Firefox Mobile emerged last week in pre-alpha form on Android. The much-hyped browser, also known as Fennec, has been talked up for well over a year and touted as a killer alternative to Opera Mini and Safari. So why has it taken so long for it to reach even this shaky stage? And will we ever see it land properly in the Android Market, or even the Apple App Store?
The Nokia N900 has been packing Firefox Mobile since its inception at the back end of 2009. But a web access point which has been billed as better than Safari’s trailblazing efforts and Opera’s speedy skills has not garnered the winning headlines it would have hoped. The version on the N900 is good. But it’s nowhere near as sleek and intuitive as had been hoped from the purveyors of the uber-popular Firefox open source browser, favoured by so many Mac and PC users.
Its arrival as a pre-alpha release for Android is undoubtedly promising. But why the delay? The man behind the early release, a developer called Vlad1, says the early build he’s got working on a Motorola Milestone and Google Nexus One is nowhere near being the finished article. You can’t get it from Android Market yet, and can only download it to your Google phone’s internal memory.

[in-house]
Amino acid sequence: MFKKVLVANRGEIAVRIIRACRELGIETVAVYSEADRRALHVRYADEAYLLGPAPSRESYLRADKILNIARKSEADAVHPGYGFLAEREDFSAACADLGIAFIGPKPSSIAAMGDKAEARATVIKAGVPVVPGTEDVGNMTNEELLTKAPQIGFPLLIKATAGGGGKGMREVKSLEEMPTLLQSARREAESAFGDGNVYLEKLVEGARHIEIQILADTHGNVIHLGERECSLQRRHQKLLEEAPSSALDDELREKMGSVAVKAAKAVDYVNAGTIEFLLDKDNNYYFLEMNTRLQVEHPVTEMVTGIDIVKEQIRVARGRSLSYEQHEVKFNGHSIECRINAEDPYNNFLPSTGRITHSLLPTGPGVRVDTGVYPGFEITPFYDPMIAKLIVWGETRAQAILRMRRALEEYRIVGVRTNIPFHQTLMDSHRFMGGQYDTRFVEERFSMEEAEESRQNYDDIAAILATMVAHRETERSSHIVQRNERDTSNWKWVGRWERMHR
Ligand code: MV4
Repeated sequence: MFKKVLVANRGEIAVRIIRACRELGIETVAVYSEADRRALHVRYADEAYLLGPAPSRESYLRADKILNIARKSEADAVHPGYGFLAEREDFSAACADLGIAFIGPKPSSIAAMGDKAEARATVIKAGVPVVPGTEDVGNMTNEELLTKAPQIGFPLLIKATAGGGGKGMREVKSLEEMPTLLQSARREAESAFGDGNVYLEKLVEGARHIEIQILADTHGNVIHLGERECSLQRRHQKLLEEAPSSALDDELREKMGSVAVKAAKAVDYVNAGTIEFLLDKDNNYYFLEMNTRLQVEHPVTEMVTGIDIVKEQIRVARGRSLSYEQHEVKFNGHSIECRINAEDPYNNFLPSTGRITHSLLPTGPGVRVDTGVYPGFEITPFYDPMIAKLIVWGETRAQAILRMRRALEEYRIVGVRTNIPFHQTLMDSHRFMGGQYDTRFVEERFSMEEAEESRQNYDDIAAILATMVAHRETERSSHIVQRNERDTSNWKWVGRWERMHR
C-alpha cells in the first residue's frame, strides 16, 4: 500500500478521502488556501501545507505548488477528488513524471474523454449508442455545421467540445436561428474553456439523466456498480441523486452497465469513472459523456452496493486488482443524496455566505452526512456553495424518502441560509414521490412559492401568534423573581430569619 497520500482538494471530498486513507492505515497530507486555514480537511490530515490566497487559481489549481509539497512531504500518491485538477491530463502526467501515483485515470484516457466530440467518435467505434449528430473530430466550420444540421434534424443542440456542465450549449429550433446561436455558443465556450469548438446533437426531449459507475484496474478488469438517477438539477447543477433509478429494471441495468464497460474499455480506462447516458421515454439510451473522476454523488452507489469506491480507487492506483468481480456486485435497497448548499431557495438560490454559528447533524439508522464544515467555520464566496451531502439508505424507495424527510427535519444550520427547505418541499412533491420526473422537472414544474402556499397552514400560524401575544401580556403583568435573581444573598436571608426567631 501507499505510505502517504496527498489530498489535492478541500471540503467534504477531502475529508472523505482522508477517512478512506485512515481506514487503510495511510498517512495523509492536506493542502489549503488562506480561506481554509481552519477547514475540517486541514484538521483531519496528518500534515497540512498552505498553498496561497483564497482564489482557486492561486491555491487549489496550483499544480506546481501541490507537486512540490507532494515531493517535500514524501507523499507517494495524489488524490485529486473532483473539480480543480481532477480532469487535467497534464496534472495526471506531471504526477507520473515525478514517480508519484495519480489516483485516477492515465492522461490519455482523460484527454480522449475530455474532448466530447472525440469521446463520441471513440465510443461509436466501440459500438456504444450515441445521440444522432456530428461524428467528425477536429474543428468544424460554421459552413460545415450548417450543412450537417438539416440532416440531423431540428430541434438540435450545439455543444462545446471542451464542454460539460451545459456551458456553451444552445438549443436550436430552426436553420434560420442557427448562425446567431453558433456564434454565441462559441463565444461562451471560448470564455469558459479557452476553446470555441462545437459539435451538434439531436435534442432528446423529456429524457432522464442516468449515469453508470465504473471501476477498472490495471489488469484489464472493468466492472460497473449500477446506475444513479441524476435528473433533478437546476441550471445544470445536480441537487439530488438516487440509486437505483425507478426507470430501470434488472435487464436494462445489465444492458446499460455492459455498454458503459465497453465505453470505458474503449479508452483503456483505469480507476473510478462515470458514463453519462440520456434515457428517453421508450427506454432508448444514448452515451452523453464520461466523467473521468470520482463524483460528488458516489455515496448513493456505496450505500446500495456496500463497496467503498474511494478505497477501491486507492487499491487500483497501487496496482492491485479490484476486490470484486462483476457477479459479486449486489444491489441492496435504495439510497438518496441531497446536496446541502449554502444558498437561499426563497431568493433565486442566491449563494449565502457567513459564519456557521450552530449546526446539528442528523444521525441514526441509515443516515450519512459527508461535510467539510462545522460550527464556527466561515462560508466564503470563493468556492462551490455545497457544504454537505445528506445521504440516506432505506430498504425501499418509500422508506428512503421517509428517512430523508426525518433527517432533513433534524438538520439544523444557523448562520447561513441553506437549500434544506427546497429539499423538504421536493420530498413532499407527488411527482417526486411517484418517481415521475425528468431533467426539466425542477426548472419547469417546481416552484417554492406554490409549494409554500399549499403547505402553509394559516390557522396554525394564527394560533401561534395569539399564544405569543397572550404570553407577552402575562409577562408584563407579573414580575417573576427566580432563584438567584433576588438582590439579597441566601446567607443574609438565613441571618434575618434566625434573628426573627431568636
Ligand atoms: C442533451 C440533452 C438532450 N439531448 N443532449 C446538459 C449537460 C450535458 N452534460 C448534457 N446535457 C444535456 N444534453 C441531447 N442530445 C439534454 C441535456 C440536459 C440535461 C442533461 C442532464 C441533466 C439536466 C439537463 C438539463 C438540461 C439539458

Mozilla says on its official site that it’s hard at work on Firefox Mobile, bigging up its ability to use custom add-ons just like its older desktop bro. That’s great and sounds promising, but the competition is pulling away. Opera Mini’s surprise inclusion on the App Store has proved a hit, with over a million downloads in its first few doors on the virtual superstore. Safari is still not as great, but it’s kicking it on a phone that’s shifting at a terrifying rate and is undoubtedly getting a sleek new look at Apple’s WWDC 2010, due to kick off on June 7th in San Francisco.
However, if Mozilla wants to get in on the mobile act, it’s going to need to step on the gas stat. Extras like the awesome bar and its location-aware features are fantastic, but are no good just hanging out on Maemo and in pre-alpha form on Android. Maemo is being co-opted into Nokia and Intel’s MeeGo OS and despite being a cool system with the best will in the world, Maemo is nowhere near as big time as the iPhone, Android, Windows Mobile and Symbian.
These are the platforms Firefox Mobile needs to hit if it’s going to keep up, let alone take a lead as the mobile browser of choice for geeks everywhere. Mozilla has to get a move on. The excitement of techies has been palpable for ages, but to hit paydirt it needs to roll out Firefox Mobile to the masses. Only then can everyone wax lyrical about it being the best way to surf the web when you’re out and about.